Move around the background, lifting spirals -- until the entire background is covered with this spiral pattern . . . No need to draw this first with a pencil, and don't worry if your spirals aren't perfect -- it's actually better if they're not.

Now, start painting the stems and the tops of the stamens with a mix of Burnt Orange and Magenta.  Paint a green wash on the bud, the leaves, and the stamens and pistil -- using a mixture of Cobalt Blue and Aureolin Yellow . . .

Continue painting the stems and the tops of the stamens, using a darker mixture of Burnt Orange/Magenta, with a little French Ultramarine added.  Paint a darker value on parts of the leaves and the bud, using Sap Green -- and adding a little magenta to the bud and a little blue to the leaves. . . 

Create some dimension and form to the petals, by painting a light Cobalt Blue to some areas, and by dropping in some magenta to the underside of the petals.  Darken some areas of the flowers, as necessary . . . 

If you'd rather have a pdf version of this tutorial, you can CLICK HERE.  
For $6, you will get an instant download of this step-by-step tutorial, plus an introduction containing "Ten Things to Know About the Color BLUE".

For more on  




Friday, May 25, 2012


Two posters that I designed for Cottonwood Press years ago, with quotes by Emerson and Gandhi:

The fragrance always remains in the hand that gives the rose     - Mahatma Gandhi

Earth laughs in flowers       - Ralph Waldo Emerson

Wednesday, May 23, 2012

TOP TEN GARDENS: My 10 Favorite Botanic Gardens

I love botanic gardens -- for inspiration and reference material, and because they are beautiful places to walk around in.  The first six are places that I've visited -- sometimes, more than once.  The last four are gardens that I really want to visit.

1)  THE BUTCHART GARDENS -- Vancouver Island, British Columbia, Canada

 These spectacular gardens began in 1907, in what used to be a limestone quarry.  They are known for their year-round display of flowering plants, in wonderful color combinations.  A feast for the eyes -- it was impossible to take a bad picture here.

"Butchart Sunken Garden", watercolor by Pat Howard

2)  HAWAII TROPICAL BOTANICAL GARDEN, a Garden in a Valley on the Ocean --

 A rainforest preserve on the Big Island of Hawaii.  There are 2,000 species of plants and flowers represented here!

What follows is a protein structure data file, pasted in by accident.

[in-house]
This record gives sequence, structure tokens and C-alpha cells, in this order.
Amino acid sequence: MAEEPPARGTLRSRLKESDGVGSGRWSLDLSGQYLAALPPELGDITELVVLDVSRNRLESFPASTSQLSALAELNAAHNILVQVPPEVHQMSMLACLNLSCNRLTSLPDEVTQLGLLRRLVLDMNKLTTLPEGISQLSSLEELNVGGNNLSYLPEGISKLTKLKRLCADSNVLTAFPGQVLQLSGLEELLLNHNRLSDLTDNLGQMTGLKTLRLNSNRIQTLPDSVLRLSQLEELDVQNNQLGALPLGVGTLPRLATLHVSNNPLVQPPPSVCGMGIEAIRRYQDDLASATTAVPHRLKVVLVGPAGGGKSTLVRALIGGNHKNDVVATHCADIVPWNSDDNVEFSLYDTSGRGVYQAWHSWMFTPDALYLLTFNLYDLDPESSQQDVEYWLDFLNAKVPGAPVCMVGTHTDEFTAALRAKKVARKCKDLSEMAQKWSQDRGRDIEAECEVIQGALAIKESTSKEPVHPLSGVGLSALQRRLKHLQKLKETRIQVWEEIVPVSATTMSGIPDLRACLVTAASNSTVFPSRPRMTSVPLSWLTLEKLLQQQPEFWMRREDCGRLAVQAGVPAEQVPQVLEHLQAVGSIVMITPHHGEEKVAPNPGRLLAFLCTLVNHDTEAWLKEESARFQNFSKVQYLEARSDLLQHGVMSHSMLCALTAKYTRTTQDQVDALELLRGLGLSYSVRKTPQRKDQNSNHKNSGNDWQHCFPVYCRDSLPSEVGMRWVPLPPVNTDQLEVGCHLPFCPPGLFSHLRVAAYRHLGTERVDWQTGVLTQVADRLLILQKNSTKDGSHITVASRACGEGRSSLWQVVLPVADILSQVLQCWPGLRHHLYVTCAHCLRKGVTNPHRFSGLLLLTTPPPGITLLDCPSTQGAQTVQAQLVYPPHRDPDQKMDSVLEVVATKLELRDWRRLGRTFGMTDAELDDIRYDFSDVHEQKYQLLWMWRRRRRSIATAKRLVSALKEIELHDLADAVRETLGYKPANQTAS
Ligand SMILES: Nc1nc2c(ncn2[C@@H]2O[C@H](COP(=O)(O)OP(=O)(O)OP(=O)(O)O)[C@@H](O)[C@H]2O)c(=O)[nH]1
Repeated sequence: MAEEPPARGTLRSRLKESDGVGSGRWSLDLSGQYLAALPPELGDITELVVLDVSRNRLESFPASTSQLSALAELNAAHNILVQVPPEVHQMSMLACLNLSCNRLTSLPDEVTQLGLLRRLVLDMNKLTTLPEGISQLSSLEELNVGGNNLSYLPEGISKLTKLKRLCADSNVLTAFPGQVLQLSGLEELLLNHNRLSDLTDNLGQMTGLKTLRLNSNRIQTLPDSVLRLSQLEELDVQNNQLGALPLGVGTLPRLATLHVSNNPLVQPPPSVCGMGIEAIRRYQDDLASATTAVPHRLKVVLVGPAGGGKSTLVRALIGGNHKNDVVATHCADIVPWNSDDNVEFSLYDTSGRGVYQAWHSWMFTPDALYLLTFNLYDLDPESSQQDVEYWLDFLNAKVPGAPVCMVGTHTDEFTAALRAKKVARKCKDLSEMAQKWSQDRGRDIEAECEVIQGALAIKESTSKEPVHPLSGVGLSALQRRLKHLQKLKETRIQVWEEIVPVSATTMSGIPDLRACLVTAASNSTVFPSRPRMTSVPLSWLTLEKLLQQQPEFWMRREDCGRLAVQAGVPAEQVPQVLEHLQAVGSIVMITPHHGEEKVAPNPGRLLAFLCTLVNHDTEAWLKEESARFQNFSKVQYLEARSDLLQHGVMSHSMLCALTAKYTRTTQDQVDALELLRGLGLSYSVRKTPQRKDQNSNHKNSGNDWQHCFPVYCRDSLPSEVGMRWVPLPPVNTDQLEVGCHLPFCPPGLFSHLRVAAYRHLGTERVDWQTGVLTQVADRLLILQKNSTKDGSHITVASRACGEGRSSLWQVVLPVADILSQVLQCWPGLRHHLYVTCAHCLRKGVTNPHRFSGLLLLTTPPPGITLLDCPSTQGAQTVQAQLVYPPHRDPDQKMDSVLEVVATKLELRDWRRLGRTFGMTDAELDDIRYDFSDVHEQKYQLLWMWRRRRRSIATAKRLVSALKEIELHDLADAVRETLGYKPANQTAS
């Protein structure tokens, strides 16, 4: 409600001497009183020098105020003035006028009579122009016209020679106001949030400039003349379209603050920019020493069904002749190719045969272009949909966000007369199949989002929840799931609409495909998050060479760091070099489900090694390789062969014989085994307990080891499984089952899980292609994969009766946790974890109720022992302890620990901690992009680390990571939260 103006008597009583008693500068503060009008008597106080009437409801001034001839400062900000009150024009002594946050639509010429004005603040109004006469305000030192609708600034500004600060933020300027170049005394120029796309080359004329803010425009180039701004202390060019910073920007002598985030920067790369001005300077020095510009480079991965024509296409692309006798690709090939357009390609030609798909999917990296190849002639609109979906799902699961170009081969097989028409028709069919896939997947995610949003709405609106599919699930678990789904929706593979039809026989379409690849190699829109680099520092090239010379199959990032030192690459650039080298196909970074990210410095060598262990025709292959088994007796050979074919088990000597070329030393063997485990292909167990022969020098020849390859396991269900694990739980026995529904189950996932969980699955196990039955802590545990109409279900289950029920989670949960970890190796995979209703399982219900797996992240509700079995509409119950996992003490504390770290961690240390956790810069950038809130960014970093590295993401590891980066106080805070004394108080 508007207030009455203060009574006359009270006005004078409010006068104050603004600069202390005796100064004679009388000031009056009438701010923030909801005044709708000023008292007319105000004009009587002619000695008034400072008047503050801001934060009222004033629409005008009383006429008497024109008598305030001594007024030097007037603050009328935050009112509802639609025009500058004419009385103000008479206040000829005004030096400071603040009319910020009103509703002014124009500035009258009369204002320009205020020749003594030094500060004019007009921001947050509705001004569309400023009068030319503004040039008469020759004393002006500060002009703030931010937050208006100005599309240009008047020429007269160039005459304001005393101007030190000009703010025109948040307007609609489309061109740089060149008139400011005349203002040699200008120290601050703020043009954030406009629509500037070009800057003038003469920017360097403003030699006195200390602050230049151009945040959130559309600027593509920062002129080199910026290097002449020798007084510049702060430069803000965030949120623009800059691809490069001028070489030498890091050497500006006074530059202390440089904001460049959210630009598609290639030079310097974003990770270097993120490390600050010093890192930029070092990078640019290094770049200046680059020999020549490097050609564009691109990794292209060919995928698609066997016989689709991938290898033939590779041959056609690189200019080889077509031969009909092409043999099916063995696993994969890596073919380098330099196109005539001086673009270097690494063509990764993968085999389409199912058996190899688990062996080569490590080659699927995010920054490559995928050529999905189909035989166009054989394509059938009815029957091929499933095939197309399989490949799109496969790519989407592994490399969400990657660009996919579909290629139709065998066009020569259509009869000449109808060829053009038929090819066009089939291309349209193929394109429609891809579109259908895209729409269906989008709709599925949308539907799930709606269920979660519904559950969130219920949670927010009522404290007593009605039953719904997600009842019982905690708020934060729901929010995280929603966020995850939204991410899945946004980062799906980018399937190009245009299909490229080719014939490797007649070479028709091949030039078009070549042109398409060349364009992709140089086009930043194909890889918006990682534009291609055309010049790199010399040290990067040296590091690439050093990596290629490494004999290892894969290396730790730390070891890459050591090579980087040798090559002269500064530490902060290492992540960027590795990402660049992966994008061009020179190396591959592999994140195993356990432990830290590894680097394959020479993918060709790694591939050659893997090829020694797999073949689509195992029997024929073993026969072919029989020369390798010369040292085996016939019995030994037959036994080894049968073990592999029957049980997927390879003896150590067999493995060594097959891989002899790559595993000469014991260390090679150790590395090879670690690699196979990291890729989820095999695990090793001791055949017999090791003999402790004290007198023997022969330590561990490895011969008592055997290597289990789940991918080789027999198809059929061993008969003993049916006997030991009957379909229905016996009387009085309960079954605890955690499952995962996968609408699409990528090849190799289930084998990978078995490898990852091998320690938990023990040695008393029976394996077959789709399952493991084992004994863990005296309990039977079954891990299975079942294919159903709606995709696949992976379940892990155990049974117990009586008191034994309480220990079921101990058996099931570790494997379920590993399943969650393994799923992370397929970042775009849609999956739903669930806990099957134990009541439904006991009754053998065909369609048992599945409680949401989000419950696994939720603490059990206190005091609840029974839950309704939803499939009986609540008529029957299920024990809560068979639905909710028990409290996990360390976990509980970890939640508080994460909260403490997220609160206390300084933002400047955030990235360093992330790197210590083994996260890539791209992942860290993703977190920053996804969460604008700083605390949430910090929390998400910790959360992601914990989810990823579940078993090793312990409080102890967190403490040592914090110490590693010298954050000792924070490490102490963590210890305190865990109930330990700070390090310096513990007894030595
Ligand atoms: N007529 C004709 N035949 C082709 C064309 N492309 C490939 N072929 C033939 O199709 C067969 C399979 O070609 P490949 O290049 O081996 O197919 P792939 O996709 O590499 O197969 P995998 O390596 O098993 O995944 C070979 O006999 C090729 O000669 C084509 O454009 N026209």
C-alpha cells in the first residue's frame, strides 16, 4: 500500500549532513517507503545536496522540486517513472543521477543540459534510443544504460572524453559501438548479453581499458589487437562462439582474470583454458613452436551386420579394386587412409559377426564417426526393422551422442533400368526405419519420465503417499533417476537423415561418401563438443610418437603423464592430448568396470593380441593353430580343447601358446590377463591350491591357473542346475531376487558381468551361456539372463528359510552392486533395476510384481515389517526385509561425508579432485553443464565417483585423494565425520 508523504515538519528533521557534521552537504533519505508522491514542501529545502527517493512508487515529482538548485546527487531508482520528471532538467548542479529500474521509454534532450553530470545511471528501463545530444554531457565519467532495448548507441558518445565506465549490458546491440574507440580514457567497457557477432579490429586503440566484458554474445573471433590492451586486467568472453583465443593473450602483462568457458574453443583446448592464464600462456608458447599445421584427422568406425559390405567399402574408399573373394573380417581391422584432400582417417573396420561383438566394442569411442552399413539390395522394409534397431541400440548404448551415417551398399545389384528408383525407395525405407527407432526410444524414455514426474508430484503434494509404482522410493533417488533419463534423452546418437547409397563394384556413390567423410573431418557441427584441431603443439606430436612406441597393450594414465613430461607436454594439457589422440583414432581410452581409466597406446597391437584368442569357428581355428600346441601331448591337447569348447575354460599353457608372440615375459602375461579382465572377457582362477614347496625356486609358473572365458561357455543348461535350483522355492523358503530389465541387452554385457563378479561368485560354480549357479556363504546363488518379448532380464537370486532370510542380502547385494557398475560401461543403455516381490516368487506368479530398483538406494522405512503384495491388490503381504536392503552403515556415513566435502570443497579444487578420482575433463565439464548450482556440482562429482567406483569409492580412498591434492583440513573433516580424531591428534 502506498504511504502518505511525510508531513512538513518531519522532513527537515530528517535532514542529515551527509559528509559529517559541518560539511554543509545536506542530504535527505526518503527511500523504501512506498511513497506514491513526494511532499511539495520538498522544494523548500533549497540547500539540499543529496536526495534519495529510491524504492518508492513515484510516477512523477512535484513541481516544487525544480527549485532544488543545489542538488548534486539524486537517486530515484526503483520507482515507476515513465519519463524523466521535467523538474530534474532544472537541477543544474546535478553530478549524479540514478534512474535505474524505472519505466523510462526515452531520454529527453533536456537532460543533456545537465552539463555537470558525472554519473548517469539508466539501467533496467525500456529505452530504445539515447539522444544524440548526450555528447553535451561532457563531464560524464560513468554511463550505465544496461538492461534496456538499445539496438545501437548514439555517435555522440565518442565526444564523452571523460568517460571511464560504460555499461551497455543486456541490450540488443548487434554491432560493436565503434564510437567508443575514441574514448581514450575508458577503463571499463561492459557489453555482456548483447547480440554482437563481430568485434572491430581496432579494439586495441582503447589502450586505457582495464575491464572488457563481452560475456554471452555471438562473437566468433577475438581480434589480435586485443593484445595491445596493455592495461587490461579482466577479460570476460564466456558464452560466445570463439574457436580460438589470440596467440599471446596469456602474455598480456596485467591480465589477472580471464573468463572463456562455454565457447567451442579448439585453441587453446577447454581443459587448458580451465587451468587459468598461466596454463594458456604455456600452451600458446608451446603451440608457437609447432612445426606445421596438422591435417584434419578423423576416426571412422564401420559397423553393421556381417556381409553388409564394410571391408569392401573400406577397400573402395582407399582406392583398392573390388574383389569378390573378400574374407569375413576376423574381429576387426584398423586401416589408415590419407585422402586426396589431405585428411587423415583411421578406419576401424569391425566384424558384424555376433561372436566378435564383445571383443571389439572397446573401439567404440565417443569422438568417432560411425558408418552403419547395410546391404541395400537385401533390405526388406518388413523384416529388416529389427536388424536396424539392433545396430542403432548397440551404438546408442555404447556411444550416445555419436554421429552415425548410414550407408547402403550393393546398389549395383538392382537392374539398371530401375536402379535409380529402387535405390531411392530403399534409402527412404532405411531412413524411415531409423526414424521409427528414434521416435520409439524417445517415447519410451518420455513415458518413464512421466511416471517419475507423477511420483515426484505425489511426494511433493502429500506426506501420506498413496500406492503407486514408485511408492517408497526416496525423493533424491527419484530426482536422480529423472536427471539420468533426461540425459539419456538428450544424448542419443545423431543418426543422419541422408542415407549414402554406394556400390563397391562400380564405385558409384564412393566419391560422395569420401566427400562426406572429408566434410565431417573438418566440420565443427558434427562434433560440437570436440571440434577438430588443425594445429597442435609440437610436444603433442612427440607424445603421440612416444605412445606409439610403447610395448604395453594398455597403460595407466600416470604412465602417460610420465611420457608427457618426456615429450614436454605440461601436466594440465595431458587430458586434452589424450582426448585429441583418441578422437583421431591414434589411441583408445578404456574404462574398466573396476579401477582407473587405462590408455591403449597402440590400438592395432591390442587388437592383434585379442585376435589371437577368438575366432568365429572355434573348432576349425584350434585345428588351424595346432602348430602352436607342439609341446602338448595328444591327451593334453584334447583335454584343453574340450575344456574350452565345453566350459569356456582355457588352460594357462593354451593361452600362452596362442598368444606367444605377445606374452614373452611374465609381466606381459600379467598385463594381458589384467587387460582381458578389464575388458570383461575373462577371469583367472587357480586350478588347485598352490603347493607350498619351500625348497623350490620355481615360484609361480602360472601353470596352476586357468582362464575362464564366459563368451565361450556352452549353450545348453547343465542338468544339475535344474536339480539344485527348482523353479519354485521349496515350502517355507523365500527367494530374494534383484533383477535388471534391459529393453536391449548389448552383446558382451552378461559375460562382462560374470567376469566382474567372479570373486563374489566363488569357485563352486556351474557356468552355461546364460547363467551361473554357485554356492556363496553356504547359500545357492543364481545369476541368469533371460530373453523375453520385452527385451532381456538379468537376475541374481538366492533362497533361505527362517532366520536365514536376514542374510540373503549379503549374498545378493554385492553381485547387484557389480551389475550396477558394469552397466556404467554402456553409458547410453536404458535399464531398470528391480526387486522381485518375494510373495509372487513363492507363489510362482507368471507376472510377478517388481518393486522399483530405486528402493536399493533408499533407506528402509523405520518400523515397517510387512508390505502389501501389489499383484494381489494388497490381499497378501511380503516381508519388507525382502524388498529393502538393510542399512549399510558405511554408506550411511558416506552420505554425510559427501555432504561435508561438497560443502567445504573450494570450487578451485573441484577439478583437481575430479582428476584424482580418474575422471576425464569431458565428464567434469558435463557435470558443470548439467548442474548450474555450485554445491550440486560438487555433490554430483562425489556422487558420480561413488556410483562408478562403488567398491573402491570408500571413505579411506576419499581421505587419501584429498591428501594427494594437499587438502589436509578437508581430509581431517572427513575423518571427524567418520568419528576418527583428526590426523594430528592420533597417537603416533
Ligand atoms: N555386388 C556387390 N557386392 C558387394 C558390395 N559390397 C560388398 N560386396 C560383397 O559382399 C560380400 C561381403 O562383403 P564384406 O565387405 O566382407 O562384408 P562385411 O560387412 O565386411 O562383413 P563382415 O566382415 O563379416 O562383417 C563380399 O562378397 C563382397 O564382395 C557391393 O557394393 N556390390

3)  DENVER BOTANIC GARDENS -- Denver, Colorado

A Colorado favorite, as well as mine.  There is so much to see here with all corners of the globe well represented.  

4)  SONORAN DESERT MUSEUM -- Tucson, Arizona

A combination zoo, natural history museum, and botanical garden -- with a focus on the plants of the Sonoran desert.

5)  The GARDENS at QUAIL HOLLOW STATE PARK -- Hartville, Ohio

A small gem of a place in rural Ohio.  Lots of weddings take place in the beautiful herb garden on the back lawn of the Manor House.

6)  PIKE PLACE FLOWER MARKET -- Seattle, Washington

I realize this is not a botanical garden, and technically, it is not a garden at all.  BUT, it FEELS like a garden, with its countless stalls filled with the most beautiful bouquets of cut flowers.  It's just a very cool place!

"Pike Place Flower Market", watercolor by Pat Howard

7)  GIVERNY -- Claude Monet's home and garden in Normandy, France

I was not much of a Monet fan, UNTIL I saw his monumental Water Lilies at the MOMA in New York City a few years ago.  They were mesmerizing.  So now, of course, I need to visit his garden.

8)  KEUKENHOF GARDENS -- The Netherlands

Over 7 million tulips in the world's largest flower garden!!  I've seen pictures, but I have got to see this in person.

9)  US BOTANIC GARDEN -- Washington, DC

Located right next to the US Capitol, this is a must-see, I hear.  Lots of water features mixed in with an unbelievable variety of plants, including a dazzling orchid display.

10)  BROOKLYN BOTANIC GARDEN -- Brooklyn, New York

I've heard about the Cherry Esplanade -- a double row of cherry trees -- which I'm sure is stunning to see. Supposedly, the most visited botanic garden in the United States, it also includes a fragrance garden for the blind -- lovely!